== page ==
Born: June 2, 1949;

Died: February 19, 2020.

HEATHER Couper, who has died aged 70, was a scientist and broadcaster who played a major role in popularising astronomy on TV programmes such as Blue Peter and The Sky at Night.

She also broke new ground as a female scientist. The presenter of The Sky at Night Sir Patrick Moore once recalled Heather writing to him when she was a little girl and asking if there was a future for her in astronomy. He replied, “of course there is” and Couper proved him right, going on to become the first female president of the British Astronomical Association as well as a popular figure on TV.

Couper had demonstrated her skill at astronomy from an early age. She was born in Wallasey, Cheshire, and brought up in Ruislip; her father was a pilot and she remembered watching the sky for planes when she was seven years old and spotting what she thought was a green shooting star. “I rushed downstairs to tell my parents but they said there was no such thing,” she said. “Next day, there was a small paragraph in the newspaper which said a green shooting star had been seen over London. So I became fascinated with astronomy.” One of her prized possessions was a telescope in her bedroom.

It took Couper a little while to find her route into astronomy as a career, though. Her first choice was management trainee at Top Shop, but she decided she didn’t want to be in retail when she was 30 and joined the Institute of Astronomy in Cambridge as a research assistant before studying astronomy and physics at Leicester University.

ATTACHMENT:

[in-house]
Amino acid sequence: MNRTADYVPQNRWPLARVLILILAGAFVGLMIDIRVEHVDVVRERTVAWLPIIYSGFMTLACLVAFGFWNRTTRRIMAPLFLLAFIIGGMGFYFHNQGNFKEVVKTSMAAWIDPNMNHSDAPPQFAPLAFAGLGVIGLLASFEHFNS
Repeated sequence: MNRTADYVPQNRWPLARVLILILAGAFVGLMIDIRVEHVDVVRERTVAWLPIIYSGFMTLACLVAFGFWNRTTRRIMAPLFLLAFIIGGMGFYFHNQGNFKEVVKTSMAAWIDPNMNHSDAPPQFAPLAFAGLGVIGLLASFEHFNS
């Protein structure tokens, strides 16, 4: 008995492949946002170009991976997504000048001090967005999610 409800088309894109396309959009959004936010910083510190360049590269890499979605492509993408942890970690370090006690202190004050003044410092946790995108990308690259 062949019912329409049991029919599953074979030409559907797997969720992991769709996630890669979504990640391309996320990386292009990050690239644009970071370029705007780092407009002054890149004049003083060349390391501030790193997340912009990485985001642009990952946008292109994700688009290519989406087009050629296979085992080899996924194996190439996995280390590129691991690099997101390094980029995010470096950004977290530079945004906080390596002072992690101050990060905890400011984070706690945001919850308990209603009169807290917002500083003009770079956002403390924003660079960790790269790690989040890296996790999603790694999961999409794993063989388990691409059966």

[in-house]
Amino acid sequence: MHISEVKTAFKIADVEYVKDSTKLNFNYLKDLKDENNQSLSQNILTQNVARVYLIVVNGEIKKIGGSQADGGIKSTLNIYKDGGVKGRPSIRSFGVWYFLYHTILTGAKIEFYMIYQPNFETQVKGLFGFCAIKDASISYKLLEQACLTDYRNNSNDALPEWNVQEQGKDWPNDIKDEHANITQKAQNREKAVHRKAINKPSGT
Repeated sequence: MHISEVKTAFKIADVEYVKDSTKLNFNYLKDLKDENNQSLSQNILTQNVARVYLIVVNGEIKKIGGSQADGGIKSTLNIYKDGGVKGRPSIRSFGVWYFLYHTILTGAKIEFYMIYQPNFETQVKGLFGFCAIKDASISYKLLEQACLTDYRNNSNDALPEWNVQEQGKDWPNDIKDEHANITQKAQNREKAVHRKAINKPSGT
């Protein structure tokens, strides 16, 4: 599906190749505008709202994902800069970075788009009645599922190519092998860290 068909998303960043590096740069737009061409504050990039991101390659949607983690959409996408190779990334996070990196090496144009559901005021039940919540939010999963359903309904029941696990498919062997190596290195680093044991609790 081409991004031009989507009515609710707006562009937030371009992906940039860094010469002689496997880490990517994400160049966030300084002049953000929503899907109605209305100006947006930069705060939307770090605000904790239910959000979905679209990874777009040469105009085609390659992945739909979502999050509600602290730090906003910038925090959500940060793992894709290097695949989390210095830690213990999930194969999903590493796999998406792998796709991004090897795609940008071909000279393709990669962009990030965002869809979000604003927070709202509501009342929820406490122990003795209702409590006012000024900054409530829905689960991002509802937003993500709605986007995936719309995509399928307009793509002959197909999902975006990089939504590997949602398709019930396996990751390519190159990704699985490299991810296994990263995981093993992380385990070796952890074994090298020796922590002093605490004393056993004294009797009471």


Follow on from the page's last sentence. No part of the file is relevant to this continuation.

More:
She then did odd jobs in research and publishing before being appointed as a lecturer at the Greenwich Planetarium, which led to her being asked to appear on The Sky at Night in the late 1970s. By the 1980s, she was an extremely familiar face on television, particularly on children’s shows such as Saturday Superstore and her ITV series Heavens Above. She also hosted two series on Channel 4, The Planets and a later series The Stars.

For Couper, the aim was always to make astronomy interesting and popular. Indeed, long before she became an astronomer, she wrote in her diary that she wanted to “help knowledge … and publicise science”. This she did on television and on radio and in more than 40 popular books, often co-written with fellow astronomer Nigel Henbest. She also wrote for science magazines and for many years wrote about astronomy for The Independent newspaper.

On radio, she hosted BBC World Service’s long-running programme Seeing Stars and on Radio 4 presented Cosmic Quest on the history of astronomy.

In 1984, she became the first female president of the British Astronomical Association and in 1993 the first female professor of astronomy at Gresham College in London. The same year she joined the Millennium Commission, which was responsible for distributing National Lottery money to projects to mark the millennium. For this, and her work in science, she was made a CBE in 2007.

In the 1990s, Couper made an attempt to become the first British astronaut but quickly realised it was not for her. “They wanted someone technologically on the ball,” she said, “someone who would know what buttons to press in an emergency. If something blew up, I would think, ‘Oh Christ! What wire goes where?’” Primarily, she said, she saw herself as a communicator. “Many people think science is evil but I want them to be fascinated by the sheer wonder of how it really is and how it all works.”

In June 1999, asteroid 3922 was named in her honour.